chapter  9
16 Pages

Children and AIDS as a driver of social protection DOUgLAS WEBB

The relatively rapid emergence of social protection as a public policy instrument in sub-Saharan Africa needs explanation, and the HIV and AIDS pandemic should be seen as one of the reasons, if not the principal reason, for its current centrality in responding to childhood deprivation. While it is conceivable that social protection would emerge as an inevitable construct in its own right, there is no doubt that AIDS and its social impacts have created a policy and resource environment that has facilitated the emergence of social protection and shaped its nature and potential application. AIDS-driven social protection policy and instruments are a conflation of two distinct but interrelated processes; those of AIDS impact mitigation and poverty reduction. This chapter will trace the recent history of this convergence, illustrating how changes in the way that AIDS impacts have been conceptualized and manifested have found fertile ground in debates concerning the nature of poverty reduction. Central to this convergence is the way that “vulnerability” as a concept has bridged the two debates and groups of institutional actors. This marriage was not arranged but has certainly proved convenient. Failed attempts at poverty reduction during the era of structural adjustment coincided in the mid-to-late 1980s with the emergence of a new development threat in the form of AIDS. Social protection in the twenty-first century in Africa is built on these two converging platforms. This alignment was also encouraged by emerging concerns over AIDS exceptionalism. These accusations of exceptionalism regarding AIDS financing over the past decade were (subconsciously, perhaps) anticipated by those engaged in supporting children affected by AIDS and, although this movement away from exceptionalism has at times been tense and hotly debated, we are close to a new consensus that represents a dramatic shift over the previous two decades. We need to examine the nature of this new consensus and how it emerged. The impacts of HIV and AIDS on children and wider society continue to evolve and the incidence of AIDS-related orphaning and its associated vulnerabilities have not yet stabilized. In sub-Saharan Africa, the most highly affected region in the world, the number of orphans from all causes is likely to top 50 million in the year 2010. Around one-fifth of these children are orphaned by AIDS. Highly affected communities in southern Africa especially are seeing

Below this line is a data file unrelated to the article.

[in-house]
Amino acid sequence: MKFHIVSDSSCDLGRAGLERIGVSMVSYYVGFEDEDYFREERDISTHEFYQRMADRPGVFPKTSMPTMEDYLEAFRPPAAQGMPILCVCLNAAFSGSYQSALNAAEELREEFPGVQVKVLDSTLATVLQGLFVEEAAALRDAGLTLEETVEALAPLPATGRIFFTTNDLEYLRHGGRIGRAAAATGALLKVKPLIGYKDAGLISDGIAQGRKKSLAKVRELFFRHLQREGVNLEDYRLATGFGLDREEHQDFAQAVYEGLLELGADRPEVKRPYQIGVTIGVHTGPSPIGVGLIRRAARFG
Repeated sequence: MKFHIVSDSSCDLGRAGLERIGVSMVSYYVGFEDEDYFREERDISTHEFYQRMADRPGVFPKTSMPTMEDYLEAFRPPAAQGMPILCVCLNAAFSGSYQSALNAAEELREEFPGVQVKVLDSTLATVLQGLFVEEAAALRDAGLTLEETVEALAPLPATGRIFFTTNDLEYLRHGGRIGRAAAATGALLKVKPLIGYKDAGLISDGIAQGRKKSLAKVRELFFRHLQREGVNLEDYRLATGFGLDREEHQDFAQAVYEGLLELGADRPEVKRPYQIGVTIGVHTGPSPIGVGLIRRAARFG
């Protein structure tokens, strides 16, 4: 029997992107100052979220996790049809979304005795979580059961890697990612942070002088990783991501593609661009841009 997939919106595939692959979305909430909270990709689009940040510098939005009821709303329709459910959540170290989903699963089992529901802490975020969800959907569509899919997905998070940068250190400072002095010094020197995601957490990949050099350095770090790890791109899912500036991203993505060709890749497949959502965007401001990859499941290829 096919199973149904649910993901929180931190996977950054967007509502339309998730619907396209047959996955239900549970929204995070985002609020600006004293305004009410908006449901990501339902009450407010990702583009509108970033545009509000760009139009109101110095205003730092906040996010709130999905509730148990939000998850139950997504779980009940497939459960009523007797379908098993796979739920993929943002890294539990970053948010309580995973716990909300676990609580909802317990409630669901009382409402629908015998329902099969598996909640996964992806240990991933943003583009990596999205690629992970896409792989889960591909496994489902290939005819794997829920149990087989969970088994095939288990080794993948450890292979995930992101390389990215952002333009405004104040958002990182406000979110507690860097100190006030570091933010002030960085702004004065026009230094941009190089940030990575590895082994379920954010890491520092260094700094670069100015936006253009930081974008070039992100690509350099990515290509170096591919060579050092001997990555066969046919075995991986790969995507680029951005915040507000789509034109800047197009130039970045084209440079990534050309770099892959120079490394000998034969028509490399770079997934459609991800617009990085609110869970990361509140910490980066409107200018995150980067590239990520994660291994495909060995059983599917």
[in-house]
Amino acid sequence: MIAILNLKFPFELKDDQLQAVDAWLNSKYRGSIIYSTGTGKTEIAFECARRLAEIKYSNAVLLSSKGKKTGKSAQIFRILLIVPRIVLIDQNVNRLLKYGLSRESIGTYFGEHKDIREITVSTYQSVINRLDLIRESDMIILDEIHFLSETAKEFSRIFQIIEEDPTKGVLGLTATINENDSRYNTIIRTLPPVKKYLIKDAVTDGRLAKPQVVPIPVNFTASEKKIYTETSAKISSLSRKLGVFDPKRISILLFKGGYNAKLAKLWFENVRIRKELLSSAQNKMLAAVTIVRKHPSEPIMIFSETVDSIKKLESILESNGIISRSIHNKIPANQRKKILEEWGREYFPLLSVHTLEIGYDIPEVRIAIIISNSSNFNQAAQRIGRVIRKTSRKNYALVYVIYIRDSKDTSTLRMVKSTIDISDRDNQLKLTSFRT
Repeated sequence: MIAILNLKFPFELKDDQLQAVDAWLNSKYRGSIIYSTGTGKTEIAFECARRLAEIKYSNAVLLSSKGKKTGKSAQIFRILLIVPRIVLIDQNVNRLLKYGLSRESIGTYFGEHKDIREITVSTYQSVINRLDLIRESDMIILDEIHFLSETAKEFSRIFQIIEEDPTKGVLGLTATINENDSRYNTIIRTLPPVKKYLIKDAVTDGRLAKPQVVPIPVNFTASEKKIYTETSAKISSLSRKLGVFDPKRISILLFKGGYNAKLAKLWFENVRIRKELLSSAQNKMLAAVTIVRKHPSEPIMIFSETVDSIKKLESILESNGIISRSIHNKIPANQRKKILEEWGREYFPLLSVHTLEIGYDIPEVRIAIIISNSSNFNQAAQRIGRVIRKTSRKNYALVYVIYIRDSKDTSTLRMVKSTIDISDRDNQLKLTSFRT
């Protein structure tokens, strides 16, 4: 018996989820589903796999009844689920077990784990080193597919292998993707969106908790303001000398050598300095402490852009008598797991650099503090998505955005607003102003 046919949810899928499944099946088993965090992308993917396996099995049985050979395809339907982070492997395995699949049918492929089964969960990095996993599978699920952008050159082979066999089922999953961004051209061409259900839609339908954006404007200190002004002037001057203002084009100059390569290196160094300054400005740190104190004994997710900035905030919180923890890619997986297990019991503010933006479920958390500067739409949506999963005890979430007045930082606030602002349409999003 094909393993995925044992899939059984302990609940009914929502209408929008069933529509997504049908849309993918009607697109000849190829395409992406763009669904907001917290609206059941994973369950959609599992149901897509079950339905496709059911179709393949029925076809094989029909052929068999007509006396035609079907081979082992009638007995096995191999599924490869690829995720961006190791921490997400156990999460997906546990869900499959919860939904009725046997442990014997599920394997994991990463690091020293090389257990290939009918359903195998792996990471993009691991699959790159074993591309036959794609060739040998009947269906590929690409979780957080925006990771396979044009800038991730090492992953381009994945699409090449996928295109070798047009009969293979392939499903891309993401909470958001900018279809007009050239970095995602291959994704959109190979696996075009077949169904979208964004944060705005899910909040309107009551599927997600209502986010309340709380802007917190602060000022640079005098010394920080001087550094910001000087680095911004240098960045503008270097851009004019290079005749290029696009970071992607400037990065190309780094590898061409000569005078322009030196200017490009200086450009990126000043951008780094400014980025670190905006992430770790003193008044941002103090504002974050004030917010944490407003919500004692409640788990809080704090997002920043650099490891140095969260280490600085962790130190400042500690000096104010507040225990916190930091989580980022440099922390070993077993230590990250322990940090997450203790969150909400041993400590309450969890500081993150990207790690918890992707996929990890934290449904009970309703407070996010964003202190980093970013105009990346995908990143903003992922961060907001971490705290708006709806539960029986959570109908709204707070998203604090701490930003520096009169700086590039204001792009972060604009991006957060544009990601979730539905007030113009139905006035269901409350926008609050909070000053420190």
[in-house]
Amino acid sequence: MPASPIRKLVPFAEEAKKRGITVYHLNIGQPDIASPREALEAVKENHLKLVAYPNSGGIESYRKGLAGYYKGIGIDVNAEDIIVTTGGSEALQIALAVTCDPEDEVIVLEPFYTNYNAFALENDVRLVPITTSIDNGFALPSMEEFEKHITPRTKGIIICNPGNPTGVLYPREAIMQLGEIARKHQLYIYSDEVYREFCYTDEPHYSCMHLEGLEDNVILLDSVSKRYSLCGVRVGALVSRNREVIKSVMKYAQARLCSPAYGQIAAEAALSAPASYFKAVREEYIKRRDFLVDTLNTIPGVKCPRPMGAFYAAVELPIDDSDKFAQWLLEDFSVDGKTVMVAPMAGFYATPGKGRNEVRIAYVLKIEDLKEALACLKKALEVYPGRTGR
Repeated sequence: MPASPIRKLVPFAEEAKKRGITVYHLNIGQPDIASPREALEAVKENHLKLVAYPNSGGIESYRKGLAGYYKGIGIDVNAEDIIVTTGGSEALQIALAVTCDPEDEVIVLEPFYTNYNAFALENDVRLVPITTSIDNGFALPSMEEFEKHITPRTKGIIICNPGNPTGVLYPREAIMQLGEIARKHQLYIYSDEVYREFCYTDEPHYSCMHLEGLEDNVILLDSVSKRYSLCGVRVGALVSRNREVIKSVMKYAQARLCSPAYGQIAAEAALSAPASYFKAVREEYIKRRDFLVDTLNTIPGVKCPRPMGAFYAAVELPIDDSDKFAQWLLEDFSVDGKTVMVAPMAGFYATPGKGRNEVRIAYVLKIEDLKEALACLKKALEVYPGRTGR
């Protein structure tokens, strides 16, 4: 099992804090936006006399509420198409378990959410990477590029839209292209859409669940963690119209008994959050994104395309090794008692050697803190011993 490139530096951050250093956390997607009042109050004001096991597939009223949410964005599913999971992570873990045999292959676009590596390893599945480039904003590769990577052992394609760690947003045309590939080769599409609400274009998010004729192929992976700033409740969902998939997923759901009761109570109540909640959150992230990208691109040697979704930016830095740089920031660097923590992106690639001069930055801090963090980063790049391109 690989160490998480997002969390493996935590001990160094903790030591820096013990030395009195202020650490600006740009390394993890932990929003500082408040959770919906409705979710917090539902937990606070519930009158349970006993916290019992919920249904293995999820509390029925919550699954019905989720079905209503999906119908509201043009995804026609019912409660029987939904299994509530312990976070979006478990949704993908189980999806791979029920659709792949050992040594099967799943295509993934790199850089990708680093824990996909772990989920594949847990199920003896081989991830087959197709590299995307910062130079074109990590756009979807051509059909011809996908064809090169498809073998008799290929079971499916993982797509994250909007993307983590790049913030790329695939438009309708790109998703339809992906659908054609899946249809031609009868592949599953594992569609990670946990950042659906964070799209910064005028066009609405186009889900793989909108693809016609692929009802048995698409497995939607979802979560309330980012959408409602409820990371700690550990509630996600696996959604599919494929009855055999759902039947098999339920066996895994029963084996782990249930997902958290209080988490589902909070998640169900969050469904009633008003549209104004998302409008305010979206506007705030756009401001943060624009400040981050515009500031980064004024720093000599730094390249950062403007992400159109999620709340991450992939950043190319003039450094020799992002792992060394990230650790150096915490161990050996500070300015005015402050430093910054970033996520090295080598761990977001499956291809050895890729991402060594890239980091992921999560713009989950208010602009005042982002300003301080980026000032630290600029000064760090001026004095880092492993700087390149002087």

between one-third and one-half of their children losing one or both parents. The dynamism inherent in the HIV epidemic fuels an associated rapid evolution of the policy and program responses aimed at curbing the impacts of AIDS on communities, families and children. The over-arching policy response has broadened dramatically in its scope in the last two decades, since the first UNICEF-hosted meeting on “AIDS and orphans” in Italy in 1991. This evolutionary trend has taken the form of a movement away from responses characterized by individuation towards a systemic response addressing all vulnerable children in AIDSaffected societies. I have described this process elsewhere as a process of maturation or coming of age of program thinking: from the individual to the system.1